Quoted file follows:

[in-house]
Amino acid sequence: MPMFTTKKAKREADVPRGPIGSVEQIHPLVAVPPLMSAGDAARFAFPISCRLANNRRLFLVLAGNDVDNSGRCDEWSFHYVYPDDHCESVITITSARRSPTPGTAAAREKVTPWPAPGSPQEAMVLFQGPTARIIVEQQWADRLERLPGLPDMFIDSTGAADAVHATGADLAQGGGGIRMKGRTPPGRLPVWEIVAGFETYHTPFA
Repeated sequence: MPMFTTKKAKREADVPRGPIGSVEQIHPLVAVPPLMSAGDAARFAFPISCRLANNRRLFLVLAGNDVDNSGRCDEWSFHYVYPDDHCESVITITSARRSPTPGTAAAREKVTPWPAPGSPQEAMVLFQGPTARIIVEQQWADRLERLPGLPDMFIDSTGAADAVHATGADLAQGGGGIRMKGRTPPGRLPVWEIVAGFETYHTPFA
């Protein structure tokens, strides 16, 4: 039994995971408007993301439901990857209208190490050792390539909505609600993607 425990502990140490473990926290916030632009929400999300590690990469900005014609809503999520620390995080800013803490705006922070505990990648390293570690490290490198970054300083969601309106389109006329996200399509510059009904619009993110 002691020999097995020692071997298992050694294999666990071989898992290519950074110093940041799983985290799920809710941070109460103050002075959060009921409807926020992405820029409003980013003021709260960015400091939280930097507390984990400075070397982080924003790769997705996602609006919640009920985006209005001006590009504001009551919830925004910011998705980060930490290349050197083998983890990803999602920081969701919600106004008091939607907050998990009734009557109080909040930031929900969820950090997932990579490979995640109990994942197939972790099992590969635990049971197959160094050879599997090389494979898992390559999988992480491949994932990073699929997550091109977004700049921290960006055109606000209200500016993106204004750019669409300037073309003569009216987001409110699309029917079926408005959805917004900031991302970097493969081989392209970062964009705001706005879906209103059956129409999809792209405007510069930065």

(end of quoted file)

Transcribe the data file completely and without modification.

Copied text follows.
[in-house]
Amino acid sequence: MPMFTTKKAKREADVPRGPIGSVEQIHPLVAVPPLMSAGDAARFAFPISCRLANNRRLFLVLAGNDVDNSGRCDEWSFHYVYPDDHCESVITITSARRSPTPGTAAAREKVTPWPAPGSPQEAMVLFQGPTARIIVEQQWADRLERLPGLPDMFIDSTGAADAVHATGADLAQGGGGIRMKGRTPPGRLPVWEIVAGFETYHTPFA
Repeated sequence: MPMFTTKKAKREADVPRGPIGSVEQIHPLVAVPPLMSAGDAARFAFPISCRLANNRRLFLVLAGNDVDNSGRCDEWSFHYVYPDDHCESVITITSARRSPTPGTAAAREKVTPWPAPGSPQEAMVLFQGPTARIIVEQQWADRLERLPGLPDMFIDSTGAADAVHATGADLAQGGGGIRMKGRTPPGRLPVWEIVAGFETYHTPFA
């Protein structure tokens, strides 16, 4: 039994995971408007993301439901990857209208190490050792390539909505609600993607 425990502990140490473990926290916030632009929400999300590690990469900005014609809503999520620390995080800013803490705006922070505990990648390293570690490290490198970054300083969601309106389109006329996200399509510059009904619009993110 002691020999097995020692071997298992050694294999666990071989898992290519950074110093940041799983985290799920809710941070109460103050002075959060009921409807926020992405820029409003980013003021709260960015400091939280930097507390984990400075070397982080924003790769997705996602609006919640009920985006209005001006590009504001009551919830925004910011998705980060930490290349050197083998983890990803999602920081969701919600106004008091939607907050998990009734009557109080909040930031929900969820950090997932990579490979995640109990994942197939972790099992590969635990049971197959160094050879599997090389494979898992390559999988992480491949994932990073699929997550091109977004700049921290960006055109606000209200500016993106204004750019669409300037073309003569009216987001409110699309029917079926408005959805917004900031991302970097493969081989392209970062964009705001706005879906209103059956129409999809792209405007510069930065």